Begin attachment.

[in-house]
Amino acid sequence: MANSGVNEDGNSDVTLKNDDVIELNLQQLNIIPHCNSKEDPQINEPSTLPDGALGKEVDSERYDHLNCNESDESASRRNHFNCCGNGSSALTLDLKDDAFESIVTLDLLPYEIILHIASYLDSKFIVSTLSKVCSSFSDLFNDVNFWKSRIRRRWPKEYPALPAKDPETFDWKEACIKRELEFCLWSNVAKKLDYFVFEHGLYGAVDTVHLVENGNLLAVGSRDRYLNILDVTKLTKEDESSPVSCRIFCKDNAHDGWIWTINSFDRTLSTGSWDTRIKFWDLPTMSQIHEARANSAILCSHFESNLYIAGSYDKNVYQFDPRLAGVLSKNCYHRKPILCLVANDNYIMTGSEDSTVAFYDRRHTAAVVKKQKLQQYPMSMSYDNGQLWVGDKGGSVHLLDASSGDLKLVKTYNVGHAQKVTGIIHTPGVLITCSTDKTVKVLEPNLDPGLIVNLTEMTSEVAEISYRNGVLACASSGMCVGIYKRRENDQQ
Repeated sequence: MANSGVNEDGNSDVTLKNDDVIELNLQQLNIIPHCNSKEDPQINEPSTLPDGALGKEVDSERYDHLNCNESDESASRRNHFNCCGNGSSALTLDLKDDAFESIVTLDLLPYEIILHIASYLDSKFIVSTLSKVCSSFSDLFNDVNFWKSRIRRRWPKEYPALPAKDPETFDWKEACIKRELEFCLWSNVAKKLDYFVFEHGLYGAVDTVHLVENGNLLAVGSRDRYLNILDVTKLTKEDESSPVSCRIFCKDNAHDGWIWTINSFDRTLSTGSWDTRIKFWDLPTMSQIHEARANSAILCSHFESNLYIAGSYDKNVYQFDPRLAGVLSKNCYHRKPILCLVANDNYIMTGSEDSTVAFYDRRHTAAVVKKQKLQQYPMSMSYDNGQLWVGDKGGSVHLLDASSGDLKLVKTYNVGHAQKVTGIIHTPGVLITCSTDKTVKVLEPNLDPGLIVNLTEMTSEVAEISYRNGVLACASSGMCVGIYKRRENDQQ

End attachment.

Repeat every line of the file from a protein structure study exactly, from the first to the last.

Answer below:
[in-house]
Amino acid sequence: MANSGVNEDGNSDVTLKNDDVIELNLQQLNIIPHCNSKEDPQINEPSTLPDGALGKEVDSERYDHLNCNESDESASRRNHFNCCGNGSSALTLDLKDDAFESIVTLDLLPYEIILHIASYLDSKFIVSTLSKVCSSFSDLFNDVNFWKSRIRRRWPKEYPALPAKDPETFDWKEACIKRELEFCLWSNVAKKLDYFVFEHGLYGAVDTVHLVENGNLLAVGSRDRYLNILDVTKLTKEDESSPVSCRIFCKDNAHDGWIWTINSFDRTLSTGSWDTRIKFWDLPTMSQIHEARANSAILCSHFESNLYIAGSYDKNVYQFDPRLAGVLSKNCYHRKPILCLVANDNYIMTGSEDSTVAFYDRRHTAAVVKKQKLQQYPMSMSYDNGQLWVGDKGGSVHLLDASSGDLKLVKTYNVGHAQKVTGIIHTPGVLITCSTDKTVKVLEPNLDPGLIVNLTEMTSEVAEISYRNGVLACASSGMCVGIYKRRENDQQ
Repeated sequence: MANSGVNEDGNSDVTLKNDDVIELNLQQLNIIPHCNSKEDPQINEPSTLPDGALGKEVDSERYDHLNCNESDESASRRNHFNCCGNGSSALTLDLKDDAFESIVTLDLLPYEIILHIASYLDSKFIVSTLSKVCSSFSDLFNDVNFWKSRIRRRWPKEYPALPAKDPETFDWKEACIKRELEFCLWSNVAKKLDYFVFEHGLYGAVDTVHLVENGNLLAVGSRDRYLNILDVTKLTKEDESSPVSCRIFCKDNAHDGWIWTINSFDRTLSTGSWDTRIKFWDLPTMSQIHEARANSAILCSHFESNLYIAGSYDKNVYQFDPRLAGVLSKNCYHRKPILCLVANDNYIMTGSEDSTVAFYDRRHTAAVVKKQKLQQYPMSMSYDNGQLWVGDKGGSVHLLDASSGDLKLVKTYNVGHAQKVTGIIHTPGVLITCSTDKTVKVLEPNLDPGLIVNLTEMTSEVAEISYRNGVLACASSGMCVGIYKRRENDQQ